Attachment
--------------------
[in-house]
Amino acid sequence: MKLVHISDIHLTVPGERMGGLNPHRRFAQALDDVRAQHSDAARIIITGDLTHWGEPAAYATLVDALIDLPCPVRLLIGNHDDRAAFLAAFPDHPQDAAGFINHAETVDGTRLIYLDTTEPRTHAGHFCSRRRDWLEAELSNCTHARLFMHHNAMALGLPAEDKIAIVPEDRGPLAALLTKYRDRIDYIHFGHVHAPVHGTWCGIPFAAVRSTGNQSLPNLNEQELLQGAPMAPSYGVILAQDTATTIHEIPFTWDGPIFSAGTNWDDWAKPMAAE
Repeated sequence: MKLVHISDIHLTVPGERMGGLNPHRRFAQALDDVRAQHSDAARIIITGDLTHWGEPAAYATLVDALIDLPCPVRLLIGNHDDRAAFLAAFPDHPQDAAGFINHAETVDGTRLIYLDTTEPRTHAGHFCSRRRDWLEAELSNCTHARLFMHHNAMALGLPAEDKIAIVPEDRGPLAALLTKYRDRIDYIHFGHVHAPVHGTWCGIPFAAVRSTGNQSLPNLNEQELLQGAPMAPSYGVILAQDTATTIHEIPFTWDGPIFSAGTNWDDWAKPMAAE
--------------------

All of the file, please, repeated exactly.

[in-house]
Amino acid sequence: MKLVHISDIHLTVPGERMGGLNPHRRFAQALDDVRAQHSDAARIIITGDLTHWGEPAAYATLVDALIDLPCPVRLLIGNHDDRAAFLAAFPDHPQDAAGFINHAETVDGTRLIYLDTTEPRTHAGHFCSRRRDWLEAELSNCTHARLFMHHNAMALGLPAEDKIAIVPEDRGPLAALLTKYRDRIDYIHFGHVHAPVHGTWCGIPFAAVRSTGNQSLPNLNEQELLQGAPMAPSYGVILAQDTATTIHEIPFTWDGPIFSAGTNWDDWAKPMAAE
Repeated sequence: MKLVHISDIHLTVPGERMGGLNPHRRFAQALDDVRAQHSDAARIIITGDLTHWGEPAAYATLVDALIDLPCPVRLLIGNHDDRAAFLAAFPDHPQDAAGFINHAETVDGTRLIYLDTTEPRTHAGHFCSRRRDWLEAELSNCTHARLFMHHNAMALGLPAEDKIAIVPEDRGPLAALLTKYRDRIDYIHFGHVHAPVHGTWCGIPFAAVRSTGNQSLPNLNEQELLQGAPMAPSYGVILAQDTATTIHEIPFTWDGPIFSAGTNWDDWAKPMAAE